A few minutes into it, we got a call. It was Kelly.

“Don’t panic,” she started. Of course, this immediately induced panic.

“Jeremy’s had a very severe asthma attack. They’ve taken him to the Intensive Care Unit.”

“Uh… That’s worth panicking over!” I stated.

“No no, don’t,” she reiterated. “This has happened before. He’ll be okay. His asthma gets like this sometimes.”

“Well, we’re coming up there,” I stated.

“You don’t have to do—”

“We are coming up there!” Meghan yelled, knowing exactly what Kelly was saying even though she wasn’t on the call.

Kelly knew better than to argue.

We hopped in Meghan’s car. It was agreed I needed to man the phone just in case something happened. Of course, nothing was going to happen. Kelly just told us this happened before. This is just an asthma attack. It was unrelated to anything that had been going on. He was going to be fine.

My phone buzzed. My lock screen said it was Kelly Dale.

I unlocked my phone. I read the text.

“Jeremy died. Please hurry.”

I dropped my phone. Meghan dropped the accelerator pedal to the floor. The world dropped behind us in a blur as we sped to the hospital.

I immediately called Kelly. There was no answer. Of course there wasn’t. Everything she needed to say had just been said in that one text message I’ll never forget for the rest of my life.

I called our closest friends. The reactions were exactly what you’d think they would be. They rushed to the hospital as well. We all met Kelly, who was sitting in a chair in an empty room. Just Kelly. Not something any of us was used to seeing. And she had been crying. Another thing we weren’t used to seeing.

The night faded into the day.

At age 34, Jeremy Dale had suddenly passed away.

•     •     •

The official cause of death was “Heart Attack.” Which was technically true — during his asthma attack, his heart suddenly stopped. There was absolutely no chance of reviving him. But something just wasn’t right here.

A week before, the guy had the flu. Then, he couldn’t walk. Then suddenly his body systematically shut down. Nothing presented on any tests whatsoever. There was no sign of standard autoimmune, neurological, cerebral or cardiac problems. In fact, he was given a clean bill of health three times over… Except that he was nearly comatose and couldn’t walk.

We were all baffled. But here we were, in this strange reality where a young, healthy guy caught a cold and suddenly died. It wasn’t right. It wasn’t fair.

It was reality. And it made no sense whatsoever.

Kelly posted the news to social media. The shock was palpable. The outpouring of respect was overwhelming. People shared some of their most tender and sweet memories involving Jeremy and Kelly. People came from across the country to pay their respects at the memorial service. Throughout it all, two things loomed large: Jeremy was gone, and there was no good reason as to why.

This wasn’t an unhealthy guy. He was in excellent health. His heart was fine. There was no history of heart disease or cardiac arrest. He maintained a rigorous convention and touring schedule, and that kept him quite active.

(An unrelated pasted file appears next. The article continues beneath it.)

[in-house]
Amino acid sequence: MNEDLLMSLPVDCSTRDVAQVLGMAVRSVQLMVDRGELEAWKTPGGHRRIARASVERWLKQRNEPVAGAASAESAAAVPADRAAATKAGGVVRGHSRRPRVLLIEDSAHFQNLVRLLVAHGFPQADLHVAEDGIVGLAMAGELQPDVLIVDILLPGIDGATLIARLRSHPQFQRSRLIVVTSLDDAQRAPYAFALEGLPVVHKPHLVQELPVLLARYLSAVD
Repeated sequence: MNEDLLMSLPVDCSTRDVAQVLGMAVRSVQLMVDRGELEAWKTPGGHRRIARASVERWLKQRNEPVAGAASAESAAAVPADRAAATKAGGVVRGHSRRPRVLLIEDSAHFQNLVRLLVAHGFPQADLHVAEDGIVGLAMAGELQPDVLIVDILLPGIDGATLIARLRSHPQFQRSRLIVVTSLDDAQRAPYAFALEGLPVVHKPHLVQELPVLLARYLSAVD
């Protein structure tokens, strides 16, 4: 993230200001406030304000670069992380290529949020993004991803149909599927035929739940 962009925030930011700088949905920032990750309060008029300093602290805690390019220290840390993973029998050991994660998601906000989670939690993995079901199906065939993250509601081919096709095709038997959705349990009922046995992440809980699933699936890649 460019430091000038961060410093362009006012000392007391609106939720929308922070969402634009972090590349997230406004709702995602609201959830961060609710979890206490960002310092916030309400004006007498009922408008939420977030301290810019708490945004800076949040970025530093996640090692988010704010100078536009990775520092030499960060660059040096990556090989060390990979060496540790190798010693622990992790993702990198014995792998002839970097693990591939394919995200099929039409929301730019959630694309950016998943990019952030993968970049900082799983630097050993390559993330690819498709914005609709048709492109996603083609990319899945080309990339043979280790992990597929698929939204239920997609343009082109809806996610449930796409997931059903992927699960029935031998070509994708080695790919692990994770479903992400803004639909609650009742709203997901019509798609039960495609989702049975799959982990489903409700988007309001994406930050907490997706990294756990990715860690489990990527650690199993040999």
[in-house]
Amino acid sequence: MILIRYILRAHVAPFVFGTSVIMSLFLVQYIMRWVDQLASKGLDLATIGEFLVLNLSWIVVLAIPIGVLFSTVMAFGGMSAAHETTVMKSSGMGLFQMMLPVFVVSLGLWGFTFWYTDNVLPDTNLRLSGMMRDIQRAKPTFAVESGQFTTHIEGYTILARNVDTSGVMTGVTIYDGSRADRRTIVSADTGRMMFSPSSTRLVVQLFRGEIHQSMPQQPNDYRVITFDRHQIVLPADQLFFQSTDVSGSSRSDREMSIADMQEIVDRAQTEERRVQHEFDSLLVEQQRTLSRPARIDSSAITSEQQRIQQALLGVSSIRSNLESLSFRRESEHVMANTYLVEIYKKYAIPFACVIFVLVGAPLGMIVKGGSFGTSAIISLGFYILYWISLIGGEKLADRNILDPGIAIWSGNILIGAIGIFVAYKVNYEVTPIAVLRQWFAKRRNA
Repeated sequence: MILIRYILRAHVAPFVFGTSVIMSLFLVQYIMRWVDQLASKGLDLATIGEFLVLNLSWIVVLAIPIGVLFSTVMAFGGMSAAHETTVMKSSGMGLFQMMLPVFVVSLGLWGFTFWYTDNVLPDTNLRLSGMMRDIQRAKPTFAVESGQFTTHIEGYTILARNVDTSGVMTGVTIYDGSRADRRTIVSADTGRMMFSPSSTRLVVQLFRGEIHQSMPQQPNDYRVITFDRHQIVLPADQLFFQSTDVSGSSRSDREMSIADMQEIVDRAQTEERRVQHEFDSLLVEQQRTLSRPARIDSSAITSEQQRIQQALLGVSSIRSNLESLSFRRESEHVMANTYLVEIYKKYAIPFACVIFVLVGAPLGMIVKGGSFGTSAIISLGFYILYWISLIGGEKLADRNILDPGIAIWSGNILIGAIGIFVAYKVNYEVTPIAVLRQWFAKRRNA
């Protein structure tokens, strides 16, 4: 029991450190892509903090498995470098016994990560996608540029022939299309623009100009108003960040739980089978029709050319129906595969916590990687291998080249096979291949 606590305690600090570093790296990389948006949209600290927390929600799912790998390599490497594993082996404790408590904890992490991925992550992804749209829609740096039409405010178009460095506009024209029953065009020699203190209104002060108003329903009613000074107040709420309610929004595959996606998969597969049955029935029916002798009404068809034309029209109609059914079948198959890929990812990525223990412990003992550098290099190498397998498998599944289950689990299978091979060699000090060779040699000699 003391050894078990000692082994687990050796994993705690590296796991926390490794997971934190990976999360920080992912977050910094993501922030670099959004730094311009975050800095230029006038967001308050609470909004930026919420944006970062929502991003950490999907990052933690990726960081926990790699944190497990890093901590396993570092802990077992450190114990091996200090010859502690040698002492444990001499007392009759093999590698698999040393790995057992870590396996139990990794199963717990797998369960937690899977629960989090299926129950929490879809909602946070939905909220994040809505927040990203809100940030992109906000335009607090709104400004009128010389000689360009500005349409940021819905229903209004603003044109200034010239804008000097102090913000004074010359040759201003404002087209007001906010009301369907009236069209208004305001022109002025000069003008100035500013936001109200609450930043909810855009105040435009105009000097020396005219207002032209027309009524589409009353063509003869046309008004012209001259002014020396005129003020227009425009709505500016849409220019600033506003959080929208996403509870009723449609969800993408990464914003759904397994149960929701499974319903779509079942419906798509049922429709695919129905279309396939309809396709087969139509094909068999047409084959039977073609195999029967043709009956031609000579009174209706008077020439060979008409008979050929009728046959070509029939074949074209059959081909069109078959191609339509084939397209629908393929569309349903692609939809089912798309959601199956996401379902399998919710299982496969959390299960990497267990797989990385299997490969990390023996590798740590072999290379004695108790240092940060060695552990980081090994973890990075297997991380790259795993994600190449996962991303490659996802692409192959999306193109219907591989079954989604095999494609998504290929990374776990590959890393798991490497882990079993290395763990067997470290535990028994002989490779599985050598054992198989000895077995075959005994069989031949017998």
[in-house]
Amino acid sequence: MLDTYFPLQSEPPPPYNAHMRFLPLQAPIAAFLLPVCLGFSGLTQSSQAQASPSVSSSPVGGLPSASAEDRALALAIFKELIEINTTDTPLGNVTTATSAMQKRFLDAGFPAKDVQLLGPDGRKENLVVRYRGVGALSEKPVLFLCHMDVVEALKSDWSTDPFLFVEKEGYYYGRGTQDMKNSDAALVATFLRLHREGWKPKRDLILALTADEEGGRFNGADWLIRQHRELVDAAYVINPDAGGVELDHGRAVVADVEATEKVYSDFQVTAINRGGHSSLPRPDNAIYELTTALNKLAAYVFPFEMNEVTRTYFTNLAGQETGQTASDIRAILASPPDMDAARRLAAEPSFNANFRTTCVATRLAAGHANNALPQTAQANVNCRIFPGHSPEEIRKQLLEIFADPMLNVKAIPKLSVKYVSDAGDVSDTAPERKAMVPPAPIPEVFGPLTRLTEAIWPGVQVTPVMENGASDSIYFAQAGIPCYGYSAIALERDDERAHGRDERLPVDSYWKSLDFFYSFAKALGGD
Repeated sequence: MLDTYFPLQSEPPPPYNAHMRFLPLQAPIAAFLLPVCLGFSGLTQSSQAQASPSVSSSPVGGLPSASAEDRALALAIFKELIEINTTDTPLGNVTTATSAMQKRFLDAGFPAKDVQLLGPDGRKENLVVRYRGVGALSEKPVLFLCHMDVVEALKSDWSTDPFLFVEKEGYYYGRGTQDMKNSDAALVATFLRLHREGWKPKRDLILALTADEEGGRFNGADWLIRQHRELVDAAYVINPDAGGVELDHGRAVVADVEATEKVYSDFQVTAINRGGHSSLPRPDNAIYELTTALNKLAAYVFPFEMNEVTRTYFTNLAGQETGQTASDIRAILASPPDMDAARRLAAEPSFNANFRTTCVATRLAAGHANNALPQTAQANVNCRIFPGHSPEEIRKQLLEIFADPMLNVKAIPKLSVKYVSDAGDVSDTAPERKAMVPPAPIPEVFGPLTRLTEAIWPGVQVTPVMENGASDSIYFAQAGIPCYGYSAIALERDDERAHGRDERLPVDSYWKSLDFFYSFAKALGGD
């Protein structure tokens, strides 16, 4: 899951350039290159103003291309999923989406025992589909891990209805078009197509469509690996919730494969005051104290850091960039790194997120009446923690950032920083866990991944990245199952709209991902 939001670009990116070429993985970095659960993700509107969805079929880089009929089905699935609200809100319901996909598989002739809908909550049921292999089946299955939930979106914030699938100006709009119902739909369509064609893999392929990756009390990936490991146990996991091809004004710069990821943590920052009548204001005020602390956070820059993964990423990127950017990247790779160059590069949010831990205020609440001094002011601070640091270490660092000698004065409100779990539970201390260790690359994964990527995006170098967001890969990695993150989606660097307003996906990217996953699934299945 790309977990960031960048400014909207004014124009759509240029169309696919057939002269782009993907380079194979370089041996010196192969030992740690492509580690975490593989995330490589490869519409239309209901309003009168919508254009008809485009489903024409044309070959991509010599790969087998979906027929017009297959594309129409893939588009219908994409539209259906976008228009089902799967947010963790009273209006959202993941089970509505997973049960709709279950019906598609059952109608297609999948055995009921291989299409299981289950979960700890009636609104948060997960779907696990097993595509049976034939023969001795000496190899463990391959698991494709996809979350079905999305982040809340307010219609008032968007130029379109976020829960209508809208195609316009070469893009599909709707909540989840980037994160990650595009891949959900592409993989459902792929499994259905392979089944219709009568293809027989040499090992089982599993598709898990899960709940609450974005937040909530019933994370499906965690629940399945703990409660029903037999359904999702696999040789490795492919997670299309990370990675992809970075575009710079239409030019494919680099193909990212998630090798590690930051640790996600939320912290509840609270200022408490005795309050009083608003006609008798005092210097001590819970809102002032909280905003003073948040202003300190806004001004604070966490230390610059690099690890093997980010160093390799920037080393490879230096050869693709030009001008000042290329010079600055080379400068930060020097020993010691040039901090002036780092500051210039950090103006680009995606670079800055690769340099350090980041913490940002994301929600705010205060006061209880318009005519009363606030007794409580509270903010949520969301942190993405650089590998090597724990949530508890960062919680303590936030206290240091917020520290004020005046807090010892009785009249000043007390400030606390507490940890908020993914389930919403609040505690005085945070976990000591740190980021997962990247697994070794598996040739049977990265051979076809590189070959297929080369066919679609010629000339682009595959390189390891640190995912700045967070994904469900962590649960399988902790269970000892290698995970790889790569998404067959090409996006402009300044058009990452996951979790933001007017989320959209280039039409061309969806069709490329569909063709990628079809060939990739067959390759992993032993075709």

No one knew the whole story. Kelly and Jeremy don’t post on social media often, so the fact that Jeremy was even in the hospital was a shock to most people. But to find out he’d been hospitalized and then died suddenly… It was all so confusing. And the only answer any of us could give is “Heart attack… BUT IT WASN’T JUST A HEART ATTACK DAMMIT.”

The coroner performed an autopsy. When the results came back, something just wasn’t right. They wanted to dive deeper. And since no one had a clue what the heck had happened, Kelly felt it was important to rule out any sort of genetic or inherited conditions. If there was something in his family, they needed to know.

A few weeks went by. The coroner came back with a report. The report said… Nothing. There still was no clear cause of death aside from the fact that his body simply shut down and his heart stopped.

The coroner decided to call in a friend of his — a nationally recognized expert in strange death cases. Together, the two dove deep into the case, literally dissecting everything they could to figure out what had happened.

Like I said, it was like a real-life episode of House.

It’s never far from your mind when one of your best friends has passed away. But to be wrapped up in such a mysterious circumstance… It’s been a challenge not to obsess over it. But here we are, four months out, and time is doing what time always does… It moves on.

Four months had passed, when Kelly got an email from the Coroner.

Finally, there was an answer. There was a cause of death. And it is literally one of the rarest disorders in existence.

From the coroner’s report:

This 34 year old man, Jeremy Dale, died as a result of a demyelinating disorder [an example of which is multiple sclerosis], which most predominantly involved his spinal cord and brainstem. The microscopic changes are consistent with a diagnosis of Acute Disseminated Encephalomyelitis [ADEM]. ADEM is a rare autoimmune disorder, which most commonly occurs after a viral or bacterial infection, or less commonly after immunization. It results in an inflammatory response in the brain and spinal cord that essentially degrades myelin, resulting in the slowing down of nerve impulses from the affected areas. The axonal damage, such as that found in this case, is reportedly more frequently seen in fatal cases. The onset can be acute and progress quickly, leading to hospitalization. The neurologic signs can be multifocal and non-specific, including motor function abnormalities. When this disorder is seen in adults, the prognosis is less favorable than with children, and there have been reports of 4–12% mortality rates. As per Jeremy’s wife, he had returned from a work trip approximately 1 week prior to his hospitalization and had symptoms of a “cold”. On October 26, he began to complain of weakness and tingling in his feet and that it hurt to walk. On October 28, he was unable to walk and was taken by personal vehicle to the hospital. He was evaluated in the hospital but his symptoms progressed and on the night of November 3rd, he had trouble breathing and was subsequently pronounced dead.

So, it really was just the flu after all. Leave it to Jeremy Dale to make even the flu something rare and special.

I love him and miss him dearly.

We all do.

joepeacock

Much of what has been written about me remains true to this day, except that part about the one thing, you know what I’m talking about, don’t pretend you don’t